Eminent Introductory Post: Agnus Baden-Powell


Girl Guides. Boy Scouts. Most people have heard of them, but very little people know where they originated. I’ve been in Girl Guides since I was four, and every year on February 22, we celebrate ‘Thinking Day”, in honor of Lord and Lady Baden-Powell. I always assumed it was them who founded Girl Guides since they got all of the recognition. It wasn’t until last year, when I did a project with my Girl Guide unit, that I realized how wrong I was.

Agnes Baden Powell was born on December 16, 1858, in Paddington, London. She was born the second youngest child of Henrietta Grace Smyth and Baden Powell’s ten children. Her older brother, Robert Baden Powell, founded Boy Scouts in 1910. Agnes knew that girls rarely participated, as it was seen as a boys club, but she didn’t find this fair. So she talked to Robert about it, and together they came up with the idea of a program similar to Boy Scouts, but for girls only. With Robert’s help, she founded Girl Guides. It was a success. by the time she became the president of the Girl Guide Association in 1910, there were over 6,000 girls signed up. In 1912, she published a handbook titled ‘The Handbook for the Girl Guides or How Girls Can Help to Build Up the Empire’, which was similar to the book ‘Scouting for Boys’ written by Robert in 1907. In 1916, Olave Baden Powell, Robert’s wife of four years, was offered the position of Chief Guide. This was a new position and was considered the highest honor. She gladly accepted, even though Agnes deserved the position much more than her. Agnes was stuck with the position of president and resigned in 1917 due to pressure. She took on the role of Vice President that same year. She continued with this role until her death on June 2, 1945. Agnes Baden Powell isn’t well known because Olave took over Girl Guides once it started to gain attention. However, Agnes played an extremely important role in allowing girls to participate in many of the same activities as boys.

Subject                             Agnes Baden-Powell        Makenzie

Girl Guides: Founded Girl Guides Joined Girl Guides
Faith: Unknown Atheist
Passions: Natural history, astronomy, nature Biology, chemistry, science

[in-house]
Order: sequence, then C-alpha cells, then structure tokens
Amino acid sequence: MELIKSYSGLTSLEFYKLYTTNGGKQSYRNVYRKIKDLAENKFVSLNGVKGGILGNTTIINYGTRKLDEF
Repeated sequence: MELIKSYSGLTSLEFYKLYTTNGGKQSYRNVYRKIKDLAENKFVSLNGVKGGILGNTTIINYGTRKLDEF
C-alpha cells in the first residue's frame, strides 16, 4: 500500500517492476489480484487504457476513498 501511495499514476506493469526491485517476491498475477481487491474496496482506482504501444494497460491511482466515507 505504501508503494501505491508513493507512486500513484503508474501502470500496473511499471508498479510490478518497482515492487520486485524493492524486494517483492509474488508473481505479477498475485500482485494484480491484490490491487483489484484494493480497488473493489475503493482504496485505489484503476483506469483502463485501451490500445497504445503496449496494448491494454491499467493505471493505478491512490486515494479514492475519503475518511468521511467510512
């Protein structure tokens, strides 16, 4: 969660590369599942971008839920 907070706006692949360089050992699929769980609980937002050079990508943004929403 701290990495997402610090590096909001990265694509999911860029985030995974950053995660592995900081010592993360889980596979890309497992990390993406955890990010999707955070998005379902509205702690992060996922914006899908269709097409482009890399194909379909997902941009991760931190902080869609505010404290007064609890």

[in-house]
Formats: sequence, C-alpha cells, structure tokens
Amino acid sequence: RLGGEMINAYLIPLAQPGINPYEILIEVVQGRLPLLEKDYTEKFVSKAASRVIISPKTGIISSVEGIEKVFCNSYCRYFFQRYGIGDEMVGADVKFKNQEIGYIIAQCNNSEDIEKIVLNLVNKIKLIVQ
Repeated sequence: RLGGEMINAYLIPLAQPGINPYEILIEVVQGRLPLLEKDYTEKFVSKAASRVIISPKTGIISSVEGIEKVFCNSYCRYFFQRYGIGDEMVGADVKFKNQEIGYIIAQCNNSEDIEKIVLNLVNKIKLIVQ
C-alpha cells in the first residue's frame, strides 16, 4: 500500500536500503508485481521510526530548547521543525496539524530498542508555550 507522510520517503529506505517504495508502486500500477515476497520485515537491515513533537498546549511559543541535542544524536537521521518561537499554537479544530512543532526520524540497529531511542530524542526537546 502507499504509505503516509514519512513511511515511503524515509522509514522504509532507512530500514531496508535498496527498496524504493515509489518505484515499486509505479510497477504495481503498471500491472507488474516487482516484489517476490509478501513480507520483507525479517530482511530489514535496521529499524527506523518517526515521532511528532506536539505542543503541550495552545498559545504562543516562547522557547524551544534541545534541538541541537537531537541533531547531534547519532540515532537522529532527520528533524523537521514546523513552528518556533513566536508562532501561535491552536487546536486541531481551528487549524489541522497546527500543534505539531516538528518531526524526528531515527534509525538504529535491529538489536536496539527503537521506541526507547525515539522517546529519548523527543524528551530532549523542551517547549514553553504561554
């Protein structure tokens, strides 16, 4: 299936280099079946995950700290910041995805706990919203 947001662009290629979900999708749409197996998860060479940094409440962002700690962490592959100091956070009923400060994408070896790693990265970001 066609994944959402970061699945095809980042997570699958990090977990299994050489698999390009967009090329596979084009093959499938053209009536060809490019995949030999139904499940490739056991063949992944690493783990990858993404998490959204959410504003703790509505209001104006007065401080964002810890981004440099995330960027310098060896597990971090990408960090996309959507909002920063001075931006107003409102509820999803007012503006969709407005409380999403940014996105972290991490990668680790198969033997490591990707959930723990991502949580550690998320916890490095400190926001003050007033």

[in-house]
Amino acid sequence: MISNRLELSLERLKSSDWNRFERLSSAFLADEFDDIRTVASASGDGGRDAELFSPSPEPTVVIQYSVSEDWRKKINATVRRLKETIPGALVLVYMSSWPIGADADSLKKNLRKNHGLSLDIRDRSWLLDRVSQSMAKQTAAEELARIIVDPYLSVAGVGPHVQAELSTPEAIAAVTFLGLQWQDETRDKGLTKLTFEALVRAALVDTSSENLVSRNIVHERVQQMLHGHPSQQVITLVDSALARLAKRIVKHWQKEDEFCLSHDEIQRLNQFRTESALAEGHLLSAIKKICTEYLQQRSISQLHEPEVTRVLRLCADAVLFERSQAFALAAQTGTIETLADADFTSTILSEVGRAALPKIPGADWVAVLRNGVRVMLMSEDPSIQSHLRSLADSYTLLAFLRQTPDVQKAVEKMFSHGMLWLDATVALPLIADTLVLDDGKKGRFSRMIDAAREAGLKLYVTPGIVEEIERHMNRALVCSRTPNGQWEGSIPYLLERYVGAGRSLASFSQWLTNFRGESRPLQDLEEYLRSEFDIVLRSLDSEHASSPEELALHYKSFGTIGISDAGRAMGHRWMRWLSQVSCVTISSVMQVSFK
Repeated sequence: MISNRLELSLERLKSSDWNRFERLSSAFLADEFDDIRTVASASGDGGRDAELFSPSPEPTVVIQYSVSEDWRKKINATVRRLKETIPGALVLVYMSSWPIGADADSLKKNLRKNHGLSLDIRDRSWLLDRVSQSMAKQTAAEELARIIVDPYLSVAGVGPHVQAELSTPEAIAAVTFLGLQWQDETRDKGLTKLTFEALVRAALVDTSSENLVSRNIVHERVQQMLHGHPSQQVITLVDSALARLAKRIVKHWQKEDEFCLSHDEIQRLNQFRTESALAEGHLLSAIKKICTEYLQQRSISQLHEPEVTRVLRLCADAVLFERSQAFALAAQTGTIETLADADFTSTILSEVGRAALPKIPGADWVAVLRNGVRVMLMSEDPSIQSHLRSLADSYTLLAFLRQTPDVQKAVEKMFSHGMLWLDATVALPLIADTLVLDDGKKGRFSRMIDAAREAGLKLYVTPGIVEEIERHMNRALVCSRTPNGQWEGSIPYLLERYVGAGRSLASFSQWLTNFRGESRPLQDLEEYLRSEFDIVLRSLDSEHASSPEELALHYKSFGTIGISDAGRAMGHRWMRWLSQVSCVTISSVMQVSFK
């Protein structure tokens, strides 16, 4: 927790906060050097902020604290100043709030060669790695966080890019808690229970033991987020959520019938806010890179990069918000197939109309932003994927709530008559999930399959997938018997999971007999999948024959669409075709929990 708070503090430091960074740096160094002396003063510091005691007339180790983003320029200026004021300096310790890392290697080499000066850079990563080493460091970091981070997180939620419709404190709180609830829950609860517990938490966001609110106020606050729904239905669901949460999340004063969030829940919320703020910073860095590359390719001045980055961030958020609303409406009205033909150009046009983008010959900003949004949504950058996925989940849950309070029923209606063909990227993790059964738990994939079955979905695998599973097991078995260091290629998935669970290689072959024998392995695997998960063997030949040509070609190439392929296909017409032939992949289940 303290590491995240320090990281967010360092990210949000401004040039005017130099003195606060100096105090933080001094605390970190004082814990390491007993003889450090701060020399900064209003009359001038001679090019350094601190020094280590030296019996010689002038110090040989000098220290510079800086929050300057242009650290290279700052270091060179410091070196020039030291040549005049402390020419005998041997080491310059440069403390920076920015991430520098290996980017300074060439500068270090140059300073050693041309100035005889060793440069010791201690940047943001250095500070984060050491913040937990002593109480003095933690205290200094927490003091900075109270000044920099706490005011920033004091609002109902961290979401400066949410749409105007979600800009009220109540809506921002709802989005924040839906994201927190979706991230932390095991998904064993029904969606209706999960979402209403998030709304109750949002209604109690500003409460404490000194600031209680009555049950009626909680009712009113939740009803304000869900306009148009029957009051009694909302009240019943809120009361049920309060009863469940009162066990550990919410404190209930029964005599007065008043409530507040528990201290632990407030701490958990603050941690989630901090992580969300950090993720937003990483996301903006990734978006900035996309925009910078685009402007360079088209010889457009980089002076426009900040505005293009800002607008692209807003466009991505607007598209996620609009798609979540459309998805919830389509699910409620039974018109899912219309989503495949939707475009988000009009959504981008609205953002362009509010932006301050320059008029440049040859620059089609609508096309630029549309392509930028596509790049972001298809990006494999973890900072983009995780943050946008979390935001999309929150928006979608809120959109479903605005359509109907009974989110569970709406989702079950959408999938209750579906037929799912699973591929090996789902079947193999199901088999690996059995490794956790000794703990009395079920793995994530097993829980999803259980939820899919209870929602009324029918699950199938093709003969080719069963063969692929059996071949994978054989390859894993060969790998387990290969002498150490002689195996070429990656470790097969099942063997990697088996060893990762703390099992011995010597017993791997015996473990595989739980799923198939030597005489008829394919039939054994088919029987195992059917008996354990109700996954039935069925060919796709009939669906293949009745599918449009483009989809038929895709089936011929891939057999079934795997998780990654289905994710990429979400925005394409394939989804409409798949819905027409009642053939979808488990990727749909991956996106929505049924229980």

Born: London, England, 1858 BC, Canada, 2003
Gender: Female Female
Class: Middle class Middle class
Race: White/Caucasian White/Caucasian

As you can see, Agnes and I have many things in common, but there are still many significant differences. For example, she was born over a hundred years before me. However, there are also many similarities. We are both interested in sciences and Girl Guides, and we are of the same gender, class, and race. It was unknown if Agnes was Christian or atheist because she said nothing about being either. She was raised Christian, but later in her life religion wasn’t a topic she talked about much.

Agnes and I have our differences, but that didn’t make me regret my decision of choosing her for my Eminent person. If anything, it made me more intrigued to find out about her. I believe that differences of opinion can be opportunities to grow and to learn how to put yourself in other people’s shoes. Agnes is an extremely eminent person who has had a positive impact on our society, and I can’t wait to learn more about who she is and to teach others about the impact she has made.

Dad is dying

After Sam lied, Morley and Dave’s lives did seem less stressful. Dave was receiving compliments from his neighbours he never talked to, which boosted his ego. Morley was receiving lasagnas, and Sam “hadn’t seen her so relaxed in months” (156). Sam’s decision to lie also arguably brought the community closer together, as Sam’s parents held a barbecue in their backyard and invited the whole neighbourhood. And most of Dave’s neighbours brought him lasagnas as well. This was all a result of Sam’s lie. But of course, there were many issues with the lie. For example, Sam got tickets to a baseball game out of pity, which is technically not illegal, but definitely isn’t socially acceptable either. However, he did tell an employee at an ice cream shop that his dad was dying to get free ice cream, which meets the definition of fraud. Also, I can’t help but wonder what happened after Sam told the class that his father “just had worms” (157). After Sam announced this in front of the class, “word spread through the neighbourhood like wildfire” (157). Sam’s parents must have found out at some point about the lies, and Sam would most likely be in big trouble.